We’ve all known temperamental cooks and chefs. They are indeed artists in their own right. But they are still employees and they need to help hold the line on the bottom line just like everyone else. Food costs are high on your overhead list, and your chef is your biggest asset as you look for ways to reduce food waste.
Watch Your Waste
Auditing your chefs’ waste can be a profitable exercise. When it comes to food preparation, trimmings, skins, etc., should be placed in shallow, small receptacles instead of big garbage cans. Because cooks have to empty smaller receptacles more often, they will think twice about how they go about trimming vegetables, etc. The more trimmings, the more waste, the more trips to empty the container. If you can use every edible portion of the food item, pound for pound, you’ll reduce food waste and get your money’s worth.
You can also use a specific color waste bucket in the kitchen to collect food that was prepared or ordered incorrectly and had to be thrown away. Review the contents after each shift with the kitchen crew and tally up the dollar amount wasted. Set up cash bonuses for a zero-mistakes shift.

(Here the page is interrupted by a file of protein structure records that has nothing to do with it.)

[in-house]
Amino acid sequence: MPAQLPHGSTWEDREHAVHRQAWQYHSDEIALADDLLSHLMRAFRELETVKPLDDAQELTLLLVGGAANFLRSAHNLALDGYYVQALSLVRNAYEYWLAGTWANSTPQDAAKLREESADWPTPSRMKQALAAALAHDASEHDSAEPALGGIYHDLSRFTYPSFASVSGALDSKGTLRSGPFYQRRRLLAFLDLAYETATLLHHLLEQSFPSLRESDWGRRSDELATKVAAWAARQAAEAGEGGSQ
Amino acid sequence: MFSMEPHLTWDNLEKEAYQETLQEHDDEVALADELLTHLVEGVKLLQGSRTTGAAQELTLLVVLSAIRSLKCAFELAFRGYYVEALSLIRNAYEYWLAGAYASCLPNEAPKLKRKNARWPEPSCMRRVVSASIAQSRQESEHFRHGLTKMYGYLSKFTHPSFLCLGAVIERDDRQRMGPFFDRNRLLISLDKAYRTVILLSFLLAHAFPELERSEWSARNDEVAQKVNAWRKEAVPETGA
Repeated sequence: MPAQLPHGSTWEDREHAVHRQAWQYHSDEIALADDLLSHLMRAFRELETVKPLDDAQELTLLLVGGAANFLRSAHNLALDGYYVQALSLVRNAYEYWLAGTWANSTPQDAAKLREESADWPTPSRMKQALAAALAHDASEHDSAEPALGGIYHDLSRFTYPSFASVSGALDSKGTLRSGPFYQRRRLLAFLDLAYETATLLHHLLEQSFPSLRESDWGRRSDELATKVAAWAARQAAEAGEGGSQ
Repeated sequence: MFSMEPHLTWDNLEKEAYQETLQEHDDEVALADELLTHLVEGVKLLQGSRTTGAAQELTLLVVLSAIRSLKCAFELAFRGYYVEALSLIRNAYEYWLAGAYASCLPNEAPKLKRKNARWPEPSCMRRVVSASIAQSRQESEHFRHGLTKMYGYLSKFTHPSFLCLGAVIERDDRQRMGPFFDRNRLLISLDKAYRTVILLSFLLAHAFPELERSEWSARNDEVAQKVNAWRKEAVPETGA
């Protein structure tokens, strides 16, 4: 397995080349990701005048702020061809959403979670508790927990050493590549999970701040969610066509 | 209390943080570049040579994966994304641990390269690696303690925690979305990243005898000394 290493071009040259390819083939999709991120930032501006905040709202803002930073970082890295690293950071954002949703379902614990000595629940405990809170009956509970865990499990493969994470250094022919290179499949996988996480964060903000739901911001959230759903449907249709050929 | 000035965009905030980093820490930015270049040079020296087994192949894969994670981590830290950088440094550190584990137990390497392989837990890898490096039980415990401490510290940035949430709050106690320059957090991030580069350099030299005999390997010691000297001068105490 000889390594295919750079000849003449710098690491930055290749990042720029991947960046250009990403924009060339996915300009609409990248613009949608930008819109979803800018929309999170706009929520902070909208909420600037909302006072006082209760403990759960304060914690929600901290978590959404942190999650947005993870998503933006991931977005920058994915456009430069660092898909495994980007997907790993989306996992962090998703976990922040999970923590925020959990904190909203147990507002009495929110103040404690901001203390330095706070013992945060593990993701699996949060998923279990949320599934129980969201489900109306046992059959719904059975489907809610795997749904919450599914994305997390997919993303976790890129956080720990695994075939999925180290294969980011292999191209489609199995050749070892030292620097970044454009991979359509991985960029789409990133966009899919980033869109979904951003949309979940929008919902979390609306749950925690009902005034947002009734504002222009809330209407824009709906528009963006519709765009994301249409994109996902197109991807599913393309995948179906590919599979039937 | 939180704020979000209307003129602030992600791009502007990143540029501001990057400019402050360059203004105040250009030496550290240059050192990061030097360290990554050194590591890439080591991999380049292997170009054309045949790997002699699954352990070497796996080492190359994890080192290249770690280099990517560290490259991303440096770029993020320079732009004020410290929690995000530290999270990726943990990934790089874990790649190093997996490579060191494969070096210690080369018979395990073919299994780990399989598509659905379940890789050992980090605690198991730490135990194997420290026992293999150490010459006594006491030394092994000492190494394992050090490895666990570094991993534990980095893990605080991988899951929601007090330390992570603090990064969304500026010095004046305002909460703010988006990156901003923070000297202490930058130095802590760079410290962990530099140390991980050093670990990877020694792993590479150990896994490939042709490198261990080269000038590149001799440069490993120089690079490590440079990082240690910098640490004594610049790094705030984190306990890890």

Reduce Food Waste: The Bottom Line
To discourage cooks or servers who learn to bury their mistakes in your “generic” trash cans, audit the garbage. Schedule a different employee with each shift (but make sure each has an “opportunity” to get up close and personal to the garbage) to help you sift through a randomly selected garbage can for food mistakes and food sent back to the kitchen. Count up the cost of this inventory and post the results: On average, one can of thrown out food/products (sometimes even aprons!) = $15 x 4 barrels per day x 365 days a year = $21,900.00 in wasted food/product alone over the course of a year.
The Service & Sales Excellence Waitstaff Training Series is based on Service That Sells!, a restaurant training philosophy developed by restaurant owners for restaurant owners. Click here to learn more.